INL News Release
FOR IMMEDIATE RELEASE
May 19, 2008
Media Contact: Kortny Rolston (208)526-0962, email@example.com
Eastern Idaho schools receive INL grants for K-12 projects
Idaho National Laboratory has awarded nearly $100,000 in grants to teachers across the state to improve science, technology, engineering and math (STEM) education in grades K-12.
The lab’s Mini Grant program provides teachers up to $2,000 per proposal for classroom equipment, materials and professional development projects. More than 40 grants have been awarded this year to support innovative STEM projects throughout Idaho. Twenty went to eastern Idaho teachers stretching from St. Anthony to Pocatello.
For the first time this year, INL also awarded two $10,000 Science Laboratory Grants to Idaho schools to either establish or upgrade a chemistry or physical science laboratory.
This year’s recipients are Butte County High School in Arco and Kuna Middle School.
Grant applications are evaluated by a panel of judges based on specific criteria. Teachers are required to provide information on how learning objectives and curriculum concepts will be enhanced and how the project will bolster student interest and achievement.
The following is a list of the 2009 Mini Grant recipients in eastern Idaho:
Ted Simmons, Bonneville High School, $1,819 to build a Pinewood Derby track for the school’s physics labs
Michelle Ball, Sunnyside Elementary School, $974 to buy a high-resolution camera for her “Insects: Larger Than Life” project
Adrian McCracken, Telford Academy, $1,956 for special software to graph mathematical and linear equations
Thomas Kohler, Idaho Falls High School, $1,602 to buy metal detectors to help teach students algebra and geometry
Julie Tullis, Hillcrest High School, $1,958 to buy compasses and other equipment to map the Bird’s Nest Landslide in the Lost River Mountains near Arco
Shelly Thiel, Eagle Rock Junior High School, $2,000 to help pay for disadvantaged students to attend the Teton Science School in Jackson, Wyo.
Nancy Leahy, A.H. Bush Elementary School, $800 to buy a classroom viewing system called ELMO
Dale Walker, Bonneville High School, $2,000 to buy a DNA extraction centrifuge to help teach his students about genetics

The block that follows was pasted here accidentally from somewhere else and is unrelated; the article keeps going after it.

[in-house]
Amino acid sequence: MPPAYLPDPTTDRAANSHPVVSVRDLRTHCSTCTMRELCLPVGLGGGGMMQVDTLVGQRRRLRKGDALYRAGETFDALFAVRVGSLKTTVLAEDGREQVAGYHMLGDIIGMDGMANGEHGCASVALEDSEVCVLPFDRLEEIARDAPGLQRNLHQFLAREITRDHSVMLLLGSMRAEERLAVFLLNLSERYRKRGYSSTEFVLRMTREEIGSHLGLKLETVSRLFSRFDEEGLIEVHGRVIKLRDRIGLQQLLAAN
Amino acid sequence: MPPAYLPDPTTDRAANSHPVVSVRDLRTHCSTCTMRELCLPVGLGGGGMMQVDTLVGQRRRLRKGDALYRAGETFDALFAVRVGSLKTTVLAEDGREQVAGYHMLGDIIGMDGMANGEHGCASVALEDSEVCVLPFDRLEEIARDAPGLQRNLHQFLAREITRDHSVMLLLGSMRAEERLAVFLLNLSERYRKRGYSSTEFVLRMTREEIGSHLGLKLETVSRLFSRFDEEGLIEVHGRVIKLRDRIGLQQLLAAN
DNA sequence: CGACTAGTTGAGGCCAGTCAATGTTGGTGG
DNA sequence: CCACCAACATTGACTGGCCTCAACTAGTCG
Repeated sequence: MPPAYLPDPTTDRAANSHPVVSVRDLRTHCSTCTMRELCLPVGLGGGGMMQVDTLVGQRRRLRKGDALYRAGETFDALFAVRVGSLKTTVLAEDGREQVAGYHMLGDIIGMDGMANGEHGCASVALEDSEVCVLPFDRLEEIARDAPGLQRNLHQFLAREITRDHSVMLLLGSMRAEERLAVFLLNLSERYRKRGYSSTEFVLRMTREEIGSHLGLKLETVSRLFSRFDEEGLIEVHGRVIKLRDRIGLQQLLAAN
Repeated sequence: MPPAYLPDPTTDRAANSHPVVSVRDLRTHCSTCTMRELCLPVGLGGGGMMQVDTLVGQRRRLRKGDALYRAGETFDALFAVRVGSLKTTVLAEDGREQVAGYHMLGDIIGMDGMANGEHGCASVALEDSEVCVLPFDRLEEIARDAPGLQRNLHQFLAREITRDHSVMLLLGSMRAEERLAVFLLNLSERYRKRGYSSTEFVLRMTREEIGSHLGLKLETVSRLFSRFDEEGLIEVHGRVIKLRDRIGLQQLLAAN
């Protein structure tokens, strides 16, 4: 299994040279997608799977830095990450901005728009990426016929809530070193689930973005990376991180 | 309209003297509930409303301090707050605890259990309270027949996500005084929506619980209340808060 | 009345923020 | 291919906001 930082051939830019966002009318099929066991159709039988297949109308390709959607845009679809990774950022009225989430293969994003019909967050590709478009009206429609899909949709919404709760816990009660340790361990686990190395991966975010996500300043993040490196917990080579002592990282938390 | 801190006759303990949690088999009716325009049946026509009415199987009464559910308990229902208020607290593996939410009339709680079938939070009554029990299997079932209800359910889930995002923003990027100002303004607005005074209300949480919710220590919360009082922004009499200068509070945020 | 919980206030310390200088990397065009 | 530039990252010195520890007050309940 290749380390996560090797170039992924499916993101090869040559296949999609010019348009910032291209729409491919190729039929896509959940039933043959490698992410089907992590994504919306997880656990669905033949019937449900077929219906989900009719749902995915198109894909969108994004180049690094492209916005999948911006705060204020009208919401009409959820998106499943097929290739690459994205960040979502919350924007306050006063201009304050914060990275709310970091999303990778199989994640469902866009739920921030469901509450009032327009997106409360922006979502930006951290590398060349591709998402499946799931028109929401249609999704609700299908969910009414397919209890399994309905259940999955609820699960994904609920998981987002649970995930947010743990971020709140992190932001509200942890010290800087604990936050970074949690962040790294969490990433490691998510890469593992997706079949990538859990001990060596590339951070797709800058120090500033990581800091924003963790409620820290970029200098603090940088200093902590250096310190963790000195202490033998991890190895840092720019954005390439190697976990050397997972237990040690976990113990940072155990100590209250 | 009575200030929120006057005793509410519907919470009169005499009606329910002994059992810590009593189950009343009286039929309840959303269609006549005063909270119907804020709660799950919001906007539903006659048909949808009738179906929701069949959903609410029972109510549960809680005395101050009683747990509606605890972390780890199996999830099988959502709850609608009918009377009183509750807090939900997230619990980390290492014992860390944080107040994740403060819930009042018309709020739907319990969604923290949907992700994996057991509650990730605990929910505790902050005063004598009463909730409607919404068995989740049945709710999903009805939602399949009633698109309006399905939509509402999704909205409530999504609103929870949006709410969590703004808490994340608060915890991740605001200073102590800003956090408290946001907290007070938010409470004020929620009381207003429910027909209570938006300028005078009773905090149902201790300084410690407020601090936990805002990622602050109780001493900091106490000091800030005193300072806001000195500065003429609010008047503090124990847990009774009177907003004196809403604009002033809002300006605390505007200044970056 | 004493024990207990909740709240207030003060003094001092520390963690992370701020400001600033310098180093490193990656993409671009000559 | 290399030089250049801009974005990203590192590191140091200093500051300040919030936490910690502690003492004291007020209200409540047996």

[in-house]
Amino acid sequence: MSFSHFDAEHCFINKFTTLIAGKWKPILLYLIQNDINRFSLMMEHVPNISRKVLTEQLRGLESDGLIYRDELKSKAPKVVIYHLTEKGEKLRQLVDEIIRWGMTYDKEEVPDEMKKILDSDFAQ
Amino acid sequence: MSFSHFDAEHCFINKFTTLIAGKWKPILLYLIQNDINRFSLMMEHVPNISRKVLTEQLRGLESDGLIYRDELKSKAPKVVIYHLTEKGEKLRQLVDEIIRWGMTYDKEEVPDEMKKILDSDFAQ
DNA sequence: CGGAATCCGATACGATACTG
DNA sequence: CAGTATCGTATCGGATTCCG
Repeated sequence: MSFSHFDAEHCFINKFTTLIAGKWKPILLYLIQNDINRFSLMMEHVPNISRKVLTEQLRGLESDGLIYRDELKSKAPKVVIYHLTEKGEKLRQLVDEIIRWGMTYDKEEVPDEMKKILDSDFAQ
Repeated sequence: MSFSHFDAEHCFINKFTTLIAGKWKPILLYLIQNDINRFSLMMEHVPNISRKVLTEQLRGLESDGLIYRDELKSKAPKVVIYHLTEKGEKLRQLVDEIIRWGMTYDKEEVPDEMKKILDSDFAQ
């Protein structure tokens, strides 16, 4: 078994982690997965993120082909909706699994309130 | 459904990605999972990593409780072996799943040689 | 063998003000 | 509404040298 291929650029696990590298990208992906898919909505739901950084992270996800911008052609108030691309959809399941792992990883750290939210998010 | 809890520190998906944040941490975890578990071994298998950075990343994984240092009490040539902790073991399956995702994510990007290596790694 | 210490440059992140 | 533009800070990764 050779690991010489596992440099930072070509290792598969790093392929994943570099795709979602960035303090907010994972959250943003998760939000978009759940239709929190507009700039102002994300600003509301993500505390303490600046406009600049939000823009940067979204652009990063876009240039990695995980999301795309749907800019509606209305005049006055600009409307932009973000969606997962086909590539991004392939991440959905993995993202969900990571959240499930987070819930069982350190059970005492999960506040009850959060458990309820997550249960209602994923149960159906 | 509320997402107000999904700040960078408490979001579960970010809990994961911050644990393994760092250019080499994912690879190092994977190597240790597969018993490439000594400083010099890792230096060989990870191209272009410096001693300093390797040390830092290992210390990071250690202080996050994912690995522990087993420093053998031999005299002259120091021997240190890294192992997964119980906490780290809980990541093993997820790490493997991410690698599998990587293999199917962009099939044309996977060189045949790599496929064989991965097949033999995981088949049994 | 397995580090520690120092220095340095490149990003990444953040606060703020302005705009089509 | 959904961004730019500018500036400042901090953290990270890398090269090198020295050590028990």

Jill Lines, Falls Valley Elementary School, $1785 to buy three BrickLab surveys, a hands-on program that teaches students several subjects at once
Donna McCurdy, Arco Elementary School, $2,000 to buy an interactive white board (SMART board)
Lesa Hong, Blackfoot Charter Center, $2,000 to purchase Lego WeDo Robotics materials
Jeff Baldwin, Snake River Middle School, $1,990 to buy equipment to collect and study noxious weeds
Keith Drake and Stewart Portella, Firth High School, $808 to buy water-testing, animal-tracking and fly-tying kits for an ecology class
Stephanie Nickell, Pocatello Community Charter School, $2,000 to purchase computers to record and organize water data
Christenia Coast, Pocatello Community Charter School, $1375 to buy modeling equipment to study the Yellowstone hot spot
Cinde Wolfe, Rigby High School, $1,943 to buy Geiger counters and Global Positioning Systems
Karen Stewart, Harwood Elementary School in Rigby, $2,000 for technology equipment to visualize different cloud formations
Travis Phillips, Madison Middle School, $2,000 for equipment to perform chemical, biological, and physical tests on the major streams coming out of the Teton watershed
Kristie Parkinson, Juniper Hills High School in St. Anthony, $1,768 to buy equipment for a biology laboratory
Vince Wray, Shelley High School, $1,940 to buy solar panels and other equipment for a wind and solar testing project
Funding for INL’s Mini Grant program comes from Battelle Energy Alliance, a nonprofit organization that operates the lab for the U.S. Department of Energy (DOE).